However, it is also settled that to determine whether or not the plaintiffs claim in an action has disclosed a reasonable cause of action it is only the plaintiff’s statement of claim that has to be scrutinized. See Akibu v. Oduntan (2000) 13 NWLR (Pt.685) 446. The case of Bello v. Attorney-General, Oyo State (1986) 5 NWLR (Pt. 45) 828 at 876, has decided that a cause of action is constituted by the bundle or aggregate facts which the law recognizes as giving the plaintiff a substantive right to make a claim for relief. I have to acknowledge that the two elements to give rise to a right to sue are the wrongful act of the defendant which gives the plaintiff his cause of complaint and the consequent damage; these two factors have to be specifically alleged in the plaintiff’s claim or statement of claim and not in the statement of defence. See Savage v. Uwaechia (1972) 3 SC 214; Fadare v. Attorney-General, Oyo State (supra). And so, it is a settled principle of law that it is only the statement of claim in an action that has to be examined to see if there exists a cause of action.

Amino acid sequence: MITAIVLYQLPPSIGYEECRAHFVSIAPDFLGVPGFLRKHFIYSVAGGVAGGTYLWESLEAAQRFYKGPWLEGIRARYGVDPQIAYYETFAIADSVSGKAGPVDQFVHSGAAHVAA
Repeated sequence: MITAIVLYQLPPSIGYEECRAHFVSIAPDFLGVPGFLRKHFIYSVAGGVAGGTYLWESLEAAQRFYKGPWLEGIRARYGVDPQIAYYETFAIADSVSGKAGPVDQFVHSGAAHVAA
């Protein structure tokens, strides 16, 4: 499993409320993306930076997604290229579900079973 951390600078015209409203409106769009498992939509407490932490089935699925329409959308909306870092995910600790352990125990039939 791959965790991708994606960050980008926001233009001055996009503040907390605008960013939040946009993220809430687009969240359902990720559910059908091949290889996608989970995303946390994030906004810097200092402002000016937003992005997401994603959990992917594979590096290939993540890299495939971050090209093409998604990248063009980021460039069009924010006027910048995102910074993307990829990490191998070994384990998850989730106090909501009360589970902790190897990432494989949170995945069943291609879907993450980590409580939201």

However, as far as Lagos State is concerned the implication of the foregoing rule 2 is that it is upon the court below in considering whether a claim disclosed a reasonable cause of action and to have that question set down for hearing in limine it has to arise on the pleadings as per Order 22 rule 2; again, in that event it is open to the court below to examine both the statement of claim and defence in coming to any conclusion on the matter. Thus, the court below will be acting in accordance with rules as per Order 22 rule 2 in so doing. There can be no doubt, therefore, that by Order 22 rule 2 of the High Court of Lagos State (Civil Procedure) Rules, 1972, has provided a simple process of obtaining summary judgment, as it were, by getting rid of pleadings which have not disclosed a reasonable cause of action. It also allows a plaintiff to have judgment entered for him where the defence discloses no reasonable answer to his claim. See Pan-atlantic Shipping and Transport Agencies Ltd. v. Rhein Mass Und. See Schiffarts Kontor GMBH per Adio, JSC. Therefore, in the instant matter, it is not open to the court below to resort to demurrer proceedings in dealing with whether the defence of privilege arising on the pleadings and on the peculiar facts of this matter and thereby preclude itself from adverting to the statement of defence in determining the instant question of defence of privilege in this case.